How did he know that this would be the day that he died? To tell the truth, he did not know. And it really made no difference to him. He had lived a long time by the measure of earth's chronology. Everything was tuned to the minutes and hours of this place in this universe. He thought about floating from universe to universe and understood why the body perished so that it made no difference what happened to it when life had passed from it. And he knew that it would be true death as far as he was concerned.
What he had done, whatever history he had made, would be subsumed in the next iteration, whatever it might turn out to be. What he had thought, his vision of a world beyond the car, would remain perhaps, joining, supplemented and being modified, by billions of other cogitations, all within the earth's chronology. It was unfathomable, what existed in the state beyond this one. No one knew. Many mansions in one house perhaps. That's what Jesus thought. Bellngham would soon find out.
The girl had risen and walked out of the kiosk. It was still too early for her to be engaged with whoever might come around, whoever might wonder about the world of rocks and all the other elements of geology. If it was geological, she could cover it in any direction and at almost any level. All it took was a touch of the screen and a few spoken phrases. The new school. Voluntary. Open. This was what Bellingham had seen as a younger man, part of the world beyond binary. Here in this place, he had won the battle. The world had moved his way.
Bellingham breathed deeply. The air was clear. The interstate was empty except for a few double-wide vehicles plying their routes. These days travel was down. One rode easily between communities. A cluster of ten communities - around 100,000 souls in all - composed a Cyber-City. How easily worries about overcrowding could be dispelled, once the first cyber-communities began to develop.
She was getting closer to where he stood. He turned slowly and their eyes met. He was instantly aware of a somber but palpable person, present and unusual. She stopped.
"I'm new," she said. "You are Mr. Bellingham. I recognized you."
He nodded. Something was broken now. It made him sad.
"Peter Bellinghan," he said, "still here."
"I am here because I read your work."
"Ah. And how did you like it?"
"I'm very surprised."
"I did not expect the - I didn't anticipate -"
"The fact that it works."
"Yesterday was my first work day. I think I reached almost everyone who showed up. It was quite amazing."
"Tell me about it."
She came forward and stood next to him, looking outward.
"I was explaining some elementary things to some children when this woman appeared and demanded information about Inge Lehman. I told her that I would gladly get the information if she would explain to the children what she what she knew about Inge Lehman. If not, she would need to come back when the children were finished. Amazingly, the whole thing transmogrified into a mini-seminar on Lehman's work and on the contribution of other woman scientists."
"Transmogrified. I love that."
"I am a word person."
"So am I," Bellingham said.
He wanted to take her hand. A child, maybe 12 years old, appeared at the entrance to the kiosk. She turned to go.
"I don't even know your name."
"I'm Amanda," she said with her back to him, She led the boy inside.
"Amanda. Good by, Amanda.," he said softly, looking out..
Bellingham turned and walked down a slight incline. There were ten such gentle spirals in the whole complex, each allowing movement up and down the four levels. Side spokes appeared at irregular intervals, allowing passage to and from the ways. Every two-hundred feet or so, there was a level space with tables and chairs and childrens' play equipment. Almost everything in the compact yet oddly spacious community had a retractable top. When there was rain it was entirely collected.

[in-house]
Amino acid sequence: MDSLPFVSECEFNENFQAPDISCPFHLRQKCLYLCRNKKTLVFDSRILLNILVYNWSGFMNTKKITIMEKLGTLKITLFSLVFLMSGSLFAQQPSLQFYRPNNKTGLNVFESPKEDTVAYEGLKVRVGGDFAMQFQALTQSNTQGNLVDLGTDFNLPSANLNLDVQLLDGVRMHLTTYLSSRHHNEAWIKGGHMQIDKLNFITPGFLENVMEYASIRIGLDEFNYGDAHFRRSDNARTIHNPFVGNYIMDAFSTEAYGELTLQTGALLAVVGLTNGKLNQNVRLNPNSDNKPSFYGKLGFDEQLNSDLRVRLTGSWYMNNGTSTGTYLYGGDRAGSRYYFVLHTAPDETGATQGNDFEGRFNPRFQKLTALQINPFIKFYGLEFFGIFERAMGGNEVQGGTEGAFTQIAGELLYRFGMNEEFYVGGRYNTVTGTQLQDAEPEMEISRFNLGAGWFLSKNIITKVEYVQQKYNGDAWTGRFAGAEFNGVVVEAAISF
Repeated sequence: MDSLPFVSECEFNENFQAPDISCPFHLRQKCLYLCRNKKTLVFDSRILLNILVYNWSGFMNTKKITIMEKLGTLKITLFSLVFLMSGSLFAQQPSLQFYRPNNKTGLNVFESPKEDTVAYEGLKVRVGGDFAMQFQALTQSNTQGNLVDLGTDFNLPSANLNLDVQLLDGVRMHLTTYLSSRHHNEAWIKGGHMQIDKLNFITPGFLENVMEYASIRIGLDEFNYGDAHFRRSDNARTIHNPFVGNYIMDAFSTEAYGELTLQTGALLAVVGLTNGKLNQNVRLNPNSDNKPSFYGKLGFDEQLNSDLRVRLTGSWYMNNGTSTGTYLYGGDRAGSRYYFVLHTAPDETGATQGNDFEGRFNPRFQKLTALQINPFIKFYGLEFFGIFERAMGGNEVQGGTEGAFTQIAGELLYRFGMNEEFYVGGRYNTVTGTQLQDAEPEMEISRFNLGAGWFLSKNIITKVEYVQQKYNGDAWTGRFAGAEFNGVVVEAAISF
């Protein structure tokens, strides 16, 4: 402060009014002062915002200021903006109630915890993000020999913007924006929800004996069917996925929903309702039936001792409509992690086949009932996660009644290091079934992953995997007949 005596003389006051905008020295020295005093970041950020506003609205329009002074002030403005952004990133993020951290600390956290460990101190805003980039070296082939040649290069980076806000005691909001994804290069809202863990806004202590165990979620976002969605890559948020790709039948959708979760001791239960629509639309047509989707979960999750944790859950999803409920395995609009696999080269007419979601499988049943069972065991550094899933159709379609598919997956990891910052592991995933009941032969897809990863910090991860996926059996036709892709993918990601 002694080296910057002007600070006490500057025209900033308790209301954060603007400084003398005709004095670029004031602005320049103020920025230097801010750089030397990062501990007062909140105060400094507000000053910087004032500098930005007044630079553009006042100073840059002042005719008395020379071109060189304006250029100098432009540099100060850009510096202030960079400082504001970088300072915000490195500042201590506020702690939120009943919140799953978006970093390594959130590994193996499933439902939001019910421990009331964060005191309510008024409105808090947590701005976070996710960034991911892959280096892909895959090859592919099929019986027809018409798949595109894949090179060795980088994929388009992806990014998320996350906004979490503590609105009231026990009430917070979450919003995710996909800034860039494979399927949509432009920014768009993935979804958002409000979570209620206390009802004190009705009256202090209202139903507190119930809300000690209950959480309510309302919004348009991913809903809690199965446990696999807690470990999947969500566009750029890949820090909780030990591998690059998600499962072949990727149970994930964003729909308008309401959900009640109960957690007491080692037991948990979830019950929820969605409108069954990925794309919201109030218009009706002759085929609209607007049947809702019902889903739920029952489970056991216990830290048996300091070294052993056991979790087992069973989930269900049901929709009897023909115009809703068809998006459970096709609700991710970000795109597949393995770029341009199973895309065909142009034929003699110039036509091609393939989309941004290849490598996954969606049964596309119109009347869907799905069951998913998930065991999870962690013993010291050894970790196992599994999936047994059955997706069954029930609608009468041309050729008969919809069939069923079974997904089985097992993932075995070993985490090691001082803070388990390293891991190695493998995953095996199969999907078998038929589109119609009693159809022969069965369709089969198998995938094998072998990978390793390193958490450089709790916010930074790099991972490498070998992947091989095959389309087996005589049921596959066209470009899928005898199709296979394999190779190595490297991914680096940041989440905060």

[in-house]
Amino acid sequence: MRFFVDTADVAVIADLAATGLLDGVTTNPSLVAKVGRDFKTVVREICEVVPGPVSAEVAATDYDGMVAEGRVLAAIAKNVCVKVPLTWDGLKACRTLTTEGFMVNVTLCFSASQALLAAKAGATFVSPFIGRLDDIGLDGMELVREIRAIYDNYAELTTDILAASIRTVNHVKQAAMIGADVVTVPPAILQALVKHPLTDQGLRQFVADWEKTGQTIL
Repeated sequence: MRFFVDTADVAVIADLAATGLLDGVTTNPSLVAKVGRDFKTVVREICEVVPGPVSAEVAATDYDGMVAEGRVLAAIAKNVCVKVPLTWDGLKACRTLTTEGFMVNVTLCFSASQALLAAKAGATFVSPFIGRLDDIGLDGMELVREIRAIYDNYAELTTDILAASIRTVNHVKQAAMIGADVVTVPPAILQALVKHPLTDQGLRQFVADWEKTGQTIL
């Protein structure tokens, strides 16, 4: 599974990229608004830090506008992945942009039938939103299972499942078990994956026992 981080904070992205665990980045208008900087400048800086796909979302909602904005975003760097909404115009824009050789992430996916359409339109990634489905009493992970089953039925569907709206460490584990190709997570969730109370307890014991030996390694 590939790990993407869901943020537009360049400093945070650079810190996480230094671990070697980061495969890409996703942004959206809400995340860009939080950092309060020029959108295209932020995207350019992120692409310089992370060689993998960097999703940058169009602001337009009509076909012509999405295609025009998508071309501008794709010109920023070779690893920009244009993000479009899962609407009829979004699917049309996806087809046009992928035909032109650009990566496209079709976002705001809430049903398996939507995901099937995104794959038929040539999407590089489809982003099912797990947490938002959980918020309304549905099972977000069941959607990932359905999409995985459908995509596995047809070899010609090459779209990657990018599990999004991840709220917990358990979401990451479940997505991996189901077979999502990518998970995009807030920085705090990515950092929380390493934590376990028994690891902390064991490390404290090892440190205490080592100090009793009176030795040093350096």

There was no waste. Everything was used. Just as Bellinghan had imagined before there ever were cyber-communities.
"They will have to come up with something to replace turning a corner," Bellinghan musing as he walked.
Something took hold of him. It was not a pain. But it was something definite and he walked to a table in the next square and gingerly sat down.
Again he heard music inside him. But this time it was his own. His Peace Oratorio.
Frangoulis and Theodorakis are joined by musicians, including two bouzouki players, and a very large audience that is completely familiar with the words. The audience joins in at Frangoulis' prompt.
This is my very favorite Theodorakis melody. Those who know Theodorakis only for his "Zorba" music are in for a treat. When I was in Athens in 1966, for a short period of study with Constantinos Doxiadis, I knew nothing of Theodorakis. But about five years later, my friend Irene Vassos sang "Sto perigiali" to us. I have never gotten the tune out of my mind.
Later, when Irene joined our group to form a travelling company performing "New Rain", I learned to pick out a …
Stephen C. Rose (1936-) was born in New York City and raised there. He currently lives there. He was educated at Trinity, Exeter, Williams and Union Theological Seminary. He served in the Student Interracial Ministry in Nashville. He founded and edited the prize-winning Renewal Magazine in Chicago and studied with C. A. Doxiadis in Athens. His first books "The Grass Roots Church" and "Who's Killing The Church" established him as a prominent critic of American Protestantism and American religion. He was and remains a civil rights activist. He has interviewed and done in depth pieces on Saul Alinsky and Martin Luther King, Jr. He won awards for editorial courage and for two documentary films. He has written and published many songs and musical works including "We Are All Americans". During the late 90s and early 2000s he worked for UN agencies, most recently editing CHOICES Magazine at UNDP. Since 2000 he has written several books for distribution via K…